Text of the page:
|Project Name||Hotel Panache||Posted in||Hotels, Design, Interior Design||Location||
1, rue Geoffroy-Marie
|Telephone||+33 1 47 70 85 87||[email protected]||Design Studio||Chzon|
The Panache Hotel, in the center of Paris' arty Grands Boulevards neighborhood, recently joined the city's hearty hotel scene. As the second hotel owned by Adrien Gloaguen - he opened Le Paradis in 2012 - it proves, once again, just how accurate his strong insights into the hospitality industry really are through collaborating, once again, with interior designer, Dorothee Meilichzon, for a display of inventive results.
The former Hôtel Opéra-Madrid is a corner building located at the crossroads of rue Faubourg Montmartre and rue Geoffroy Marie offers a unique structural shape that had to be considered in the overall interior design. As a result, geometric shapes have been highlighted and the nooks and crannies created by the building's distinctive form are encouraged as main features.
The forty guest rooms within this seven story hotel may all be sheathed in the similar color scheme of white, gray, blue and green but that doesn’t mean that any of the rooms are identical, for each -- including the first floor's "surreal" garden apartment -- has been appointed to suit its individual architectural characteristics. Thus, one room might feature a vibrant wallpaper in a blue arrow design and a subdued carpet pattern, while in another room, the carpet's pulsating pattern seems to dance beneath guests' feet along with walls painted a restrained white and dark blue.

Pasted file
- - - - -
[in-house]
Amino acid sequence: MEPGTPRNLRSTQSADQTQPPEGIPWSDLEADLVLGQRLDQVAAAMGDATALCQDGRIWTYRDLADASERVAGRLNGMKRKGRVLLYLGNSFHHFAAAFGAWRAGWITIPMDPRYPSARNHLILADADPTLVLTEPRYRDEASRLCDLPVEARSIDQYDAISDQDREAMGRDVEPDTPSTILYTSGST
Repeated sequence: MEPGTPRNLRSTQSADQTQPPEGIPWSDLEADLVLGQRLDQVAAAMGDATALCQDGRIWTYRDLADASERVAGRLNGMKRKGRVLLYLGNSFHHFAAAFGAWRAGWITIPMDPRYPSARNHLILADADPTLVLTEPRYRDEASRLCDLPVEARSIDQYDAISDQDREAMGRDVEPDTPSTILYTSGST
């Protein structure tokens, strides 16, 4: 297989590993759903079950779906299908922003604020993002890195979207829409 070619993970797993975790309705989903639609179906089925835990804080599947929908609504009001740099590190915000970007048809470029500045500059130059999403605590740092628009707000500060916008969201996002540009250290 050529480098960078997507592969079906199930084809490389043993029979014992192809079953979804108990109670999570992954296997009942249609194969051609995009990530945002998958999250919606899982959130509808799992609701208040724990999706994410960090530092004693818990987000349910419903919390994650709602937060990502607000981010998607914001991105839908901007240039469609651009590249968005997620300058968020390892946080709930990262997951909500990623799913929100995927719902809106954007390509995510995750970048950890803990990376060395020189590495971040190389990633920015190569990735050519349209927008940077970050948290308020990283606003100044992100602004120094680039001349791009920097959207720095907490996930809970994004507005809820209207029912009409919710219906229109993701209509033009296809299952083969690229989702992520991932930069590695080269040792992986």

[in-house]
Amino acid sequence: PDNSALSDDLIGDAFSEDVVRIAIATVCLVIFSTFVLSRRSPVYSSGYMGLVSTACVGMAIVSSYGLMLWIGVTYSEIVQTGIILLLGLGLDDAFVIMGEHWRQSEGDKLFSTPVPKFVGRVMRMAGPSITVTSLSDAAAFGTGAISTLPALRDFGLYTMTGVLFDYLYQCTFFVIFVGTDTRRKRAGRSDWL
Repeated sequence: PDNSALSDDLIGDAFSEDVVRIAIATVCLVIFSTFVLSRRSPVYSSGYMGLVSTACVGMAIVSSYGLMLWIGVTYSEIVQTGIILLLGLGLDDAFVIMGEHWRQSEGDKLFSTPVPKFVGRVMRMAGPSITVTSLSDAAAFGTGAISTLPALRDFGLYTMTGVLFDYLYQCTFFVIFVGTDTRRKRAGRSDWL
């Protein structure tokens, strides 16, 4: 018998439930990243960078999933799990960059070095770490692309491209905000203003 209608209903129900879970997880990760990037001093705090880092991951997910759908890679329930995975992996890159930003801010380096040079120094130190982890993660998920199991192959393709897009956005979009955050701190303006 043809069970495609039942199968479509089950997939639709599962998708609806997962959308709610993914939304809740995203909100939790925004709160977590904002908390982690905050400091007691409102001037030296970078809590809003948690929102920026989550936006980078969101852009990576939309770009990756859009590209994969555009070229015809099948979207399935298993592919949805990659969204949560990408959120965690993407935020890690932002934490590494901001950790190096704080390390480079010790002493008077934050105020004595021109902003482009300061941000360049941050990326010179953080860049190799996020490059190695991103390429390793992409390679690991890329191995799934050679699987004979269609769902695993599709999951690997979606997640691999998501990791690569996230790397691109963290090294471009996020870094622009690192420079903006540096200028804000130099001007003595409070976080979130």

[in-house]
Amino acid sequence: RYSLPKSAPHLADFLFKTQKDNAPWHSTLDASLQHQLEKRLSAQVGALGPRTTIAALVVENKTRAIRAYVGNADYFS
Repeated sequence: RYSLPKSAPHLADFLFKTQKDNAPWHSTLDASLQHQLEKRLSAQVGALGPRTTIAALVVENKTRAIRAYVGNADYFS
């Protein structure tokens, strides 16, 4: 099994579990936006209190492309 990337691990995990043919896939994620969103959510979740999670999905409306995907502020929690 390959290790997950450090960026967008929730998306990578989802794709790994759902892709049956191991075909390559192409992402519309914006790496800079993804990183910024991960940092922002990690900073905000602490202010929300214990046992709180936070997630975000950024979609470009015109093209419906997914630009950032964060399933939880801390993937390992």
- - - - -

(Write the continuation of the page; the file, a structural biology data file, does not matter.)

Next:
With that being said, a few elements do make recurring appearances from room to room, such as the brass bar and glass globe light fixtures above the beds, as well as retro touches, such as the replica Ericsson 1931 black telephones and the 1920's era ceramic light switches on the walls. And then there are the polygonal mirrors that are installed to fit the unexpected corners such as beside beds or alongside windows.
A similar décor of modern touches with Art Nouveau inspirations prevails in the Panache's common areas as well, such as in the reception -- found especially prevalent in the blown glass lamps, rusty-toned velvet sofas, paneled walls and mosaic flooring -- and the restaurant; the two are separated to the right and the left respectively of an impressive, Art Nouveau-inspired counter artfully composed of darkened walnut wood, white marble and brass.
Meanwhile, the restaurant features predominantly blue tones (from navy to turquoise) along with rusty orange touches on the velvet banquet seating and chairs and the almost nautically-inspired stripes that appear inlayed on the rim of the counter and the edges of the tables. Once again, mirrors play a strong role in the ambiance, this time serving to mirror the Parisian quaintness of the world outside the glass panned windows. The menu offers restaurant director, David Lanher's signature fare -- good, locally sourced food at affordable prices -- which embodies modern Parisian culture.
All in all, Hotel Panache offers everything not only a discriminating visitor is looking for while visiting the French capital, but also ticks a few boxes for locals who enjoy the care, discernment and creativity employed by the team that brought Panache into fruition.